As later described by Cabbage and Harwood, Kling noticed that two downward-pointing arrows appeared next to readings from a pair of sensors deep within Columbia’s left wing. They were designed to measure hydraulic fluid temperatures in lines leading to the elevons. A few seconds later, two more sensors also failed. The attention of Kling and his team was instantly captivated; it looked for all the world that the wiring to all four sensors had been cut.

They tried to fathom a common “thread” to explain the fault, but none was forthcoming.

Kling spoke directly to Cain. “FYI, I’ve just lost four separate temperature transducers on the left side of the vehicle,” he began, cautiously. “Hydraulic return temperatures. Two of them on System One and one in each of Systems Two and Three.”

“Four hyd return temps?” queried Cain.

“To the left outboard and left inboard elevon.”

news, for STS-107 was a “heavyweight” mission with the fully-loaded Spacehab module and experiment pallet. A “wheels-up” belly landing was not expected to be survivable. The astronauts would need to perform a never-before-tried bailout, utilizing an escape pole system implemented after Challenger, but this could not be attempted until Columbia was at much lower altitude and at much lower relative airspeed.

“Data loss would include that for tire pressures and temperatures, brake pressures and temperatures,” concluded McCluney.

After hearing Jeff Kling’s report, astronaut Charlie Hobaugh—the lead Capcom on duty that morning and the man responsible for talking directly to the STS-107 crew—called Husband to inform him of the anomalous tire pressure messages. Hobaugh also asked Husband to repeat his last comment. There was no reply from the rapidly-descending Columbia. By now, LeRoy Cain was pressing Kling for answers on whether the messages were due to faulty instrumentation, but was advised that all associated sensors were reading “off-scale-low”—they had simply stopped working.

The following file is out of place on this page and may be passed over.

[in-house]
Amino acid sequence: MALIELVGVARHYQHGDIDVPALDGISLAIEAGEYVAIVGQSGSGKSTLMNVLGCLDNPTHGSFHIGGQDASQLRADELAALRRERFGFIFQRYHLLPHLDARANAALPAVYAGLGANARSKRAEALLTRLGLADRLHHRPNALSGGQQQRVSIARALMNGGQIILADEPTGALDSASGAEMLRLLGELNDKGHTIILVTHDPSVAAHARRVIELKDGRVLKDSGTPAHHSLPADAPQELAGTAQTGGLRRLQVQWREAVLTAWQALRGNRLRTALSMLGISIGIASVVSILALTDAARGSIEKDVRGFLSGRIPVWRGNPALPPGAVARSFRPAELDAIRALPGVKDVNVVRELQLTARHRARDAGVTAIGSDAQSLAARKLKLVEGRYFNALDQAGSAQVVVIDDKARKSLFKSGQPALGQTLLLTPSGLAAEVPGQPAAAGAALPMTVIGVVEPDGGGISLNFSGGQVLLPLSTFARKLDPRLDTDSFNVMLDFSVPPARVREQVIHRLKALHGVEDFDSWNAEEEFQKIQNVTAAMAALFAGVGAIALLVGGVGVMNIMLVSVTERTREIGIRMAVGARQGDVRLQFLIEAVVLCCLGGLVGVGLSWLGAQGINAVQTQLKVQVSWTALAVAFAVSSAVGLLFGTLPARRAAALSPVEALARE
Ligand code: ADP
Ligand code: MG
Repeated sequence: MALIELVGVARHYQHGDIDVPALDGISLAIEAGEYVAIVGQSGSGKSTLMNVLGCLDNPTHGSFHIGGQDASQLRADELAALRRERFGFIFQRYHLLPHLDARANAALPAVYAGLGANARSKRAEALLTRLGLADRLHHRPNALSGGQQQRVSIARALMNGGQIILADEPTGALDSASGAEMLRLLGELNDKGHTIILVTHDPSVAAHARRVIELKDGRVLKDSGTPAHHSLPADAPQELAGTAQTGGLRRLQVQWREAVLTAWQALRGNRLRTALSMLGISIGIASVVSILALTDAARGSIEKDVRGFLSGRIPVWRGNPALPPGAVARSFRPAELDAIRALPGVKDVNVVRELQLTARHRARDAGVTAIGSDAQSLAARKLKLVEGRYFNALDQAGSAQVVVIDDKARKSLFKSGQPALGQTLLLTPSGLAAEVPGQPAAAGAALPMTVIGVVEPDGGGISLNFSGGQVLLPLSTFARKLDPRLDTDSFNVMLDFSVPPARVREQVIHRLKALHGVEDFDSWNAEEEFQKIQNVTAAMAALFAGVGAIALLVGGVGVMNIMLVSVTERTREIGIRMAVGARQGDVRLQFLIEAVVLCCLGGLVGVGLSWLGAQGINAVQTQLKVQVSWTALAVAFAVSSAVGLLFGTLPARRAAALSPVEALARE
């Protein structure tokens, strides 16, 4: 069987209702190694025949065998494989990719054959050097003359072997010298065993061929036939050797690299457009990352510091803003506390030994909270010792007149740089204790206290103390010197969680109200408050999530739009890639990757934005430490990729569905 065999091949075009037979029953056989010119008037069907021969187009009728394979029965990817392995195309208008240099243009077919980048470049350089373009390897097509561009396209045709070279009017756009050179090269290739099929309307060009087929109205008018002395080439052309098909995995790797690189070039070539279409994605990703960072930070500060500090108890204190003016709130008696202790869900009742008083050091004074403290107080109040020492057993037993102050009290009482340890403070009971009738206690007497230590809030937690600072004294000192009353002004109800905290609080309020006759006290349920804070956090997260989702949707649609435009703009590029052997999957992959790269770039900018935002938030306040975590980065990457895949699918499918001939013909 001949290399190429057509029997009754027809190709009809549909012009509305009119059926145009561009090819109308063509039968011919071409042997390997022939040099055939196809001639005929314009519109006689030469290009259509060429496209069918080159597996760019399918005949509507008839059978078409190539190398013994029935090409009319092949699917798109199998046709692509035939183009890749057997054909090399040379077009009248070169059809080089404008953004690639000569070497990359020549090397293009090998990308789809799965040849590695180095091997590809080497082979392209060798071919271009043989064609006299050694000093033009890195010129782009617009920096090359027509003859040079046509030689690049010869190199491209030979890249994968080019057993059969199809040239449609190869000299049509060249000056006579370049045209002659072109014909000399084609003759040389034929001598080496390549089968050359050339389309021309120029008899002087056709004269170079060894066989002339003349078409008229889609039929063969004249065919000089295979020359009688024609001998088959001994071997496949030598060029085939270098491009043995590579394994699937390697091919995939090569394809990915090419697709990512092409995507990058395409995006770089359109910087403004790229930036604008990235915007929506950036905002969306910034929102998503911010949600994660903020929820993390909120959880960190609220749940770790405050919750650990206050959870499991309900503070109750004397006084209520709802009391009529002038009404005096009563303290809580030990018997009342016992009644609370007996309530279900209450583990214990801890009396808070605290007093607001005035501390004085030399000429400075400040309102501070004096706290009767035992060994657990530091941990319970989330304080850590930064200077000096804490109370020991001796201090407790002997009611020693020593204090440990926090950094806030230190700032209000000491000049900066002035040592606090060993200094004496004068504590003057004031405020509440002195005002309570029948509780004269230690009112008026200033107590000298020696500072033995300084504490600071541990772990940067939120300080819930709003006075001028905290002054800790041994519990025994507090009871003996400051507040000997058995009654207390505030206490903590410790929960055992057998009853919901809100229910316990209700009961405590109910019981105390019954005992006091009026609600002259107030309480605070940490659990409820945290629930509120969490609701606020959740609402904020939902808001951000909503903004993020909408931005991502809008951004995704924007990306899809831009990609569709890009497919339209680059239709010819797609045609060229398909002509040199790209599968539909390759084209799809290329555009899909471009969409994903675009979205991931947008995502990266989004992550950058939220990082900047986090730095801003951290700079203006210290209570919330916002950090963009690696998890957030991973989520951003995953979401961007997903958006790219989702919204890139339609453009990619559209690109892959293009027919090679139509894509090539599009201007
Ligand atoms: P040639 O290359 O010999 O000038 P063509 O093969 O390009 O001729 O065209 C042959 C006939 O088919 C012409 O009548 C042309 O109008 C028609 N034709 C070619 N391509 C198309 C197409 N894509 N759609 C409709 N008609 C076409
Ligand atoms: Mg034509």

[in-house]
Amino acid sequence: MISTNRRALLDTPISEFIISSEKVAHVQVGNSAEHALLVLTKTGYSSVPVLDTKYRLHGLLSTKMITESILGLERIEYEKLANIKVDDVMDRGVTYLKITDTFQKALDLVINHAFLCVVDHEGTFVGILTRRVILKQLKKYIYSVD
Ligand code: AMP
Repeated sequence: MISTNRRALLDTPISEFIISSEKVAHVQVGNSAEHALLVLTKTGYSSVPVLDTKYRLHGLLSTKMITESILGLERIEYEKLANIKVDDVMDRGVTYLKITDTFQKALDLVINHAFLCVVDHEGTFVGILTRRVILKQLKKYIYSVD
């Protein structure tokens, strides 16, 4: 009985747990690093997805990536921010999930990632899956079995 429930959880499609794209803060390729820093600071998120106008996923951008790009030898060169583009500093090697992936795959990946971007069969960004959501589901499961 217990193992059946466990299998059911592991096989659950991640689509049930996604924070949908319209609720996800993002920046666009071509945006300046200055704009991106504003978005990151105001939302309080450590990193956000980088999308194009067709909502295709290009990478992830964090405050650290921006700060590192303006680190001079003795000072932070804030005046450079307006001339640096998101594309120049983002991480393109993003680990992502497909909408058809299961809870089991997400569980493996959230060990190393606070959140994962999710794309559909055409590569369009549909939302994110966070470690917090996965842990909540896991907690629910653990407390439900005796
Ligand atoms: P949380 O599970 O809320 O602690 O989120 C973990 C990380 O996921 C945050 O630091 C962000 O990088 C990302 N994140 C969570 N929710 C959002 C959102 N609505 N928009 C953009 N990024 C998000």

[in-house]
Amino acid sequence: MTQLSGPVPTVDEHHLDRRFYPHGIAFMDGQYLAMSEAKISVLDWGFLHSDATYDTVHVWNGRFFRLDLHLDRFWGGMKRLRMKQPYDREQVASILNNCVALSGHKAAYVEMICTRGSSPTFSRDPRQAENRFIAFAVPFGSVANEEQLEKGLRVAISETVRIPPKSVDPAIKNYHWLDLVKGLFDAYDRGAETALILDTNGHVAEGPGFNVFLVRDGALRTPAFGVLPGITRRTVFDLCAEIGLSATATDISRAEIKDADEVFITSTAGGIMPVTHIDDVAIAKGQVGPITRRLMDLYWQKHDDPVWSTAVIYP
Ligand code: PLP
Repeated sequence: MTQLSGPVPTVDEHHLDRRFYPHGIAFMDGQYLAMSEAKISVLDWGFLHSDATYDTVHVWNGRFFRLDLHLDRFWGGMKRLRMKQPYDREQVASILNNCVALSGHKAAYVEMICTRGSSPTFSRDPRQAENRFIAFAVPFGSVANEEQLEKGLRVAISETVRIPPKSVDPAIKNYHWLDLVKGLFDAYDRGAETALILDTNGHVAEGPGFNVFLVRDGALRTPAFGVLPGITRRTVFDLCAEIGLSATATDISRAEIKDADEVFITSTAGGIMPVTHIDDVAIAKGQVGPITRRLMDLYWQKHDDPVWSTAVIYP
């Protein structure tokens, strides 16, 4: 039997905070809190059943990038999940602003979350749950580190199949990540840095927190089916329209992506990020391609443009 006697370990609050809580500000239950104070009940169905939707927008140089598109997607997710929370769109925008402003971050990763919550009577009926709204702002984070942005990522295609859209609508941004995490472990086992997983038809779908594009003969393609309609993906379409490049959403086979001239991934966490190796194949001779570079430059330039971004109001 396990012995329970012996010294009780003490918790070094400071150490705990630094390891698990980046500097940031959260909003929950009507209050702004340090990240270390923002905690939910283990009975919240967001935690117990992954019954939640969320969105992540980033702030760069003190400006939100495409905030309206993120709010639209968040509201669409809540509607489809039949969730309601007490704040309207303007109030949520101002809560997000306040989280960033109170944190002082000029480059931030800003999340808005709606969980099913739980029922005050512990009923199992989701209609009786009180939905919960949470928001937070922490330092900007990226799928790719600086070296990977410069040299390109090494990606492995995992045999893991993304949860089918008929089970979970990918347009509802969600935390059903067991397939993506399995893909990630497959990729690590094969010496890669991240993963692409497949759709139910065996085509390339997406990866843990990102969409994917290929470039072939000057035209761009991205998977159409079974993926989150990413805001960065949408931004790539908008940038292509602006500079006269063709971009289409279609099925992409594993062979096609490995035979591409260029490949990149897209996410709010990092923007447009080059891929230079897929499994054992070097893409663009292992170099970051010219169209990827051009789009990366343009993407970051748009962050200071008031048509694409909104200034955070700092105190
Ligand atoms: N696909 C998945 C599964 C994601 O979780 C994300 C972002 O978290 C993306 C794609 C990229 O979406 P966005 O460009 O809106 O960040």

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Video Credit: NASA/Matthew Travis/YouTube

Seconds later, at 8:59:32 a.m., Husband tried again to contact Mission Control. These were to be the last words ever received from Space Shuttle Columbia.

“Roger,” he said, presumably acknowledging Hobaugh’s earlier pressure call, “uh, buh…” At that point, abruptly, his words were cut off in mid-sentence, together with the flow of data from the orbiter. Communications were never restored. Thirty-two seconds after Husband’s partial transmission, a ground-based observer with a camcorder shot video footage of multiple debris contrails streaking like tears across the Texas sky.

With the telemetry thus broken, the atmosphere in Mission Control was becoming increasingly uncomfortable. Kling told Cain that there was no common thread between the tire pressure messages and the earlier hydraulic sensor failures; moreover, other instrumentation for monitoring the positions of the orbiter’s nose and main landing gear had also been lost. As the seconds of radio silence stretched longer, Cain asked Instrumentation and Communications Officer (INCO) Laura Hoppe how long she expected the intermittent “comm” to last. She admitted that she expected some ratty comm, but was surprised and puzzled by how protracted and “solid” it was.

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“Simplicity, patience, compassion.
These three are your greatest treasures.
Simple in actions and thoughts, you return to the source of being.
Patient with both friends and enemies,
you accord with the way things are.
Compassionate toward yourself,
you reconcile all beings in the world.”
― Lao Tzu, Tao Te Ching